Anhydrite: Properties and Occurrence

Anhydrite is a mineral – anhydrous calcium sulfate, CaSO4. It is not a common mineral, as it easily alters the much more common mineral Gypsum from the addition of water into its chemical structure.

Anhydrite receives its name from the Greek “anhydrous” which means “without water.” It readily converts to gypsum under humid conditions or in contact with groundwater.

It is in the orthorhombic crystal system, with three directions of perfect cleavage parallel to the three planes of symmetry. It is not isomorphous with the orthorhombic barium (baryte) and strontium (Celestine) sulfates, as might be expected from the chemical formulas. Distinctly developed crystals are somewhat rare, the mineral usually presenting the form of cleavage masses. Anhydrite is commonly associated with calcite, halite, and sulfides such as galena, chalcopyrite, molybdenite, and pyrite in vein deposits.

The primary use of anhydrite is for soil treatment and other construction materials.

General Information

  • Category: Sulfate mineral
  • Formula: Anhydrous calcium sulfate: CaSO4
  • Crystal system: Orthorhombic
  • Crystal class: Dipyramidal (mmm).

Properties

The Mohs hardness is 3.5 and the specific gravity is 2.9. The color is white, sometimes greyish, bluish, or purple. On the best developed of the three cleavages, the luster is pearly; on other surfaces it is glassy.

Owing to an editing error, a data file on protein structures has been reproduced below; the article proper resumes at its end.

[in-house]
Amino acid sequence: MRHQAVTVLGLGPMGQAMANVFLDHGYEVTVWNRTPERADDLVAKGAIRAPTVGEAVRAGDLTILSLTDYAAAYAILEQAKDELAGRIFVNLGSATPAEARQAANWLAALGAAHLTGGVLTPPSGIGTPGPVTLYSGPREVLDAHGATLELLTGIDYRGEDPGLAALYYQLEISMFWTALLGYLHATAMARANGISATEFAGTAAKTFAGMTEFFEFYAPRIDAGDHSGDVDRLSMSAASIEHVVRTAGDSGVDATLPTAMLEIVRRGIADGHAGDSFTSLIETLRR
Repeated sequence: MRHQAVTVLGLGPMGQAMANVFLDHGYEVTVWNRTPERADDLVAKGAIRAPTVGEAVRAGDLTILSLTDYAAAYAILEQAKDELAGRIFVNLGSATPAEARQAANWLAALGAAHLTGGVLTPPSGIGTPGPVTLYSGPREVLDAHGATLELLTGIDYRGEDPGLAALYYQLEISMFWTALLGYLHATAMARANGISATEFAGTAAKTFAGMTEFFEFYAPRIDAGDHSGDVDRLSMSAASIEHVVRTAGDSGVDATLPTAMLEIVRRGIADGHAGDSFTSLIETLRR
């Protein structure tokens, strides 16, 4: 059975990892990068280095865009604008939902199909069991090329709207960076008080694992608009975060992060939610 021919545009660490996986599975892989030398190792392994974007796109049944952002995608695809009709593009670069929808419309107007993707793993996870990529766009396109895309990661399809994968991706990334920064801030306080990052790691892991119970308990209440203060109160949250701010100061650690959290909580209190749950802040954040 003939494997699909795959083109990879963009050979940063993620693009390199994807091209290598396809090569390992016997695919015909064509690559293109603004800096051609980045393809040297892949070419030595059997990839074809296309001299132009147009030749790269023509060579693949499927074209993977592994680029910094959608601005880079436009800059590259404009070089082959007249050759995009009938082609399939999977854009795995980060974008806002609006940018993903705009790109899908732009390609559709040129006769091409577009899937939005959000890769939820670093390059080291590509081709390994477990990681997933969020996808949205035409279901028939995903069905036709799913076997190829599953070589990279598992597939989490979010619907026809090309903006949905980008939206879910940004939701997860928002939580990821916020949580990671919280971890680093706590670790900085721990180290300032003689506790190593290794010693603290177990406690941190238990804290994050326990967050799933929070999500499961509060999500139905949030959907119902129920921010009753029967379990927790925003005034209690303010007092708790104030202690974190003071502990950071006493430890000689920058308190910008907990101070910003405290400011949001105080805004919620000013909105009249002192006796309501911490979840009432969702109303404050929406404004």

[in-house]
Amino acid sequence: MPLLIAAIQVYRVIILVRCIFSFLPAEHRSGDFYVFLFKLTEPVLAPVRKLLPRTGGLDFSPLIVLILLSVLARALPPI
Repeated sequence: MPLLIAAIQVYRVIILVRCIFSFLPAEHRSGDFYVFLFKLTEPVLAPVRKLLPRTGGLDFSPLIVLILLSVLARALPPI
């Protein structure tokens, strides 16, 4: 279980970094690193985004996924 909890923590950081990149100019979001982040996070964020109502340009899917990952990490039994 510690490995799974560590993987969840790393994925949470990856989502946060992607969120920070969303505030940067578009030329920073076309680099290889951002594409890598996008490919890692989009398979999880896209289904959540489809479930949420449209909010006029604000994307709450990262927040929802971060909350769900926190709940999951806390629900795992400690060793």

• Color: Colorless to pale blue or violet if transparent; white, mauve, rose, pale brown or gray from included impurities
  • Crystal habit: Rare tabular and prismatic crystals. Usually occurs as fibrous, parallel veins that break off into cleavage fragments. Also occurs as grainy, massive, or nodular masses
  • Twinning: Simple or repeatedly on {011} common; contact twins rare on {120}
  • Fracture: Conchoidal
  • Tenacity: Brittle
  • Mohs scale hardness: 3.5
  • Luster: Pearly on {010}; vitreous to greasy on {001}; vitreous on {100}
  • Streak: White
  • Diaphaneity: Transparent to translucent
  • Specific gravity: 2.97

When exposed to water, anhydrite readily transforms to the more commonly occurring gypsum, (CaSO4·2H2O) by the absorption of water. This transformation is reversible, with gypsum or calcium sulfate hemihydrate forming anhydrite by heating to around 200 °C (400 °F) under normal atmospheric conditions.

Occurrence

Anhydrite is most frequently found in evaporite deposits with gypsum; it was, for instance, first discovered, in 1794, in a salt mine near Hall in Tirol. In this occurrence, depth is critical since nearer the surface anhydrite has been altered to gypsum by absorption of circulating ground water.

Anhydrite sometimes occurs in arid regions, forming from the dehydration of Gypsum. Fine but usually small crystals may come from the rock area above salt domes, where the domes absorb all underground water and prevent it from entering the structure of the Anhydrite, which would otherwise cause it to alter to Gypsum. Anhydrite specimens in a collection may also alter to Gypsum if kept in moist conditions over a prolonged period of time.

 

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